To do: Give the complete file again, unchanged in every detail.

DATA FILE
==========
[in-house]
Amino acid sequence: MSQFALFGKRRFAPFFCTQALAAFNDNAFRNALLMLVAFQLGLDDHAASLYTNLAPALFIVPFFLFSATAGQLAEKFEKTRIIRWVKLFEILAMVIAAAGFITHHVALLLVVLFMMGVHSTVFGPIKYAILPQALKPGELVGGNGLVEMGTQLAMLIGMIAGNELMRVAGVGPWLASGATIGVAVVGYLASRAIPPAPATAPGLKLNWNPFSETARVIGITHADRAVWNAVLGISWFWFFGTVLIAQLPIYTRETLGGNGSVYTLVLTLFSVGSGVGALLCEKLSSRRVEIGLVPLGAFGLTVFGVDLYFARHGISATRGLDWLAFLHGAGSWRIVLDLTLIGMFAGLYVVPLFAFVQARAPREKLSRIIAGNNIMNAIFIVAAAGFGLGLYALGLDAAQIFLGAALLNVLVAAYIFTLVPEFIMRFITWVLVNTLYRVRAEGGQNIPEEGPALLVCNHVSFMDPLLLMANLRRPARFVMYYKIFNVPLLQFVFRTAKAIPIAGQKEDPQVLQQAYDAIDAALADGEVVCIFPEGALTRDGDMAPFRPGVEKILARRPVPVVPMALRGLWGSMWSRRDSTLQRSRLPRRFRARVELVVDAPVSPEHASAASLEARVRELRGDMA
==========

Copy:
[in-house]
Amino acid sequence: MSQFALFGKRRFAPFFCTQALAAFNDNAFRNALLMLVAFQLGLDDHAASLYTNLAPALFIVPFFLFSATAGQLAEKFEKTRIIRWVKLFEILAMVIAAAGFITHHVALLLVVLFMMGVHSTVFGPIKYAILPQALKPGELVGGNGLVEMGTQLAMLIGMIAGNELMRVAGVGPWLASGATIGVAVVGYLASRAIPPAPATAPGLKLNWNPFSETARVIGITHADRAVWNAVLGISWFWFFGTVLIAQLPIYTRETLGGNGSVYTLVLTLFSVGSGVGALLCEKLSSRRVEIGLVPLGAFGLTVFGVDLYFARHGISATRGLDWLAFLHGAGSWRIVLDLTLIGMFAGLYVVPLFAFVQARAPREKLSRIIAGNNIMNAIFIVAAAGFGLGLYALGLDAAQIFLGAALLNVLVAAYIFTLVPEFIMRFITWVLVNTLYRVRAEGGQNIPEEGPALLVCNHVSFMDPLLLMANLRRPARFVMYYKIFNVPLLQFVFRTAKAIPIAGQKEDPQVLQQAYDAIDAALADGEVVCIFPEGALTRDGDMAPFRPGVEKILARRPVPVVPMALRGLWGSMWSRRDSTLQRSRLPRRFRARVELVVDAPVSPEHASAASLEARVRELRGDMA